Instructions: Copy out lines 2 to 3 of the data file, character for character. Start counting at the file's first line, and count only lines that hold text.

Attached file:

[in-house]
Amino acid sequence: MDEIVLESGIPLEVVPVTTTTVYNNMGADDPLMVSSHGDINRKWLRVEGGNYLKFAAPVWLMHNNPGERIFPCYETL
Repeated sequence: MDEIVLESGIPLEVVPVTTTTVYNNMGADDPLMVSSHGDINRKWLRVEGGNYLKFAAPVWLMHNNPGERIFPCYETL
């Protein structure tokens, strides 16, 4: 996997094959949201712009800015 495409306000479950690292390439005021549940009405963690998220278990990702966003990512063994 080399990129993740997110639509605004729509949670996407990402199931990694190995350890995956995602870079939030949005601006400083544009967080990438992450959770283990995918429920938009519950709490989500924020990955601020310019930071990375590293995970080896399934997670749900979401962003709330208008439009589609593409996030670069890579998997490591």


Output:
Amino acid sequence: MDEIVLESGIPLEVVPVTTTTVYNNMGADDPLMVSSHGDINRKWLRVEGGNYLKFAAPVWLMHNNPGERIFPCYETL
Repeated sequence: MDEIVLESGIPLEVVPVTTTTVYNNMGADDPLMVSSHGDINRKWLRVEGGNYLKFAAPVWLMHNNPGERIFPCYETL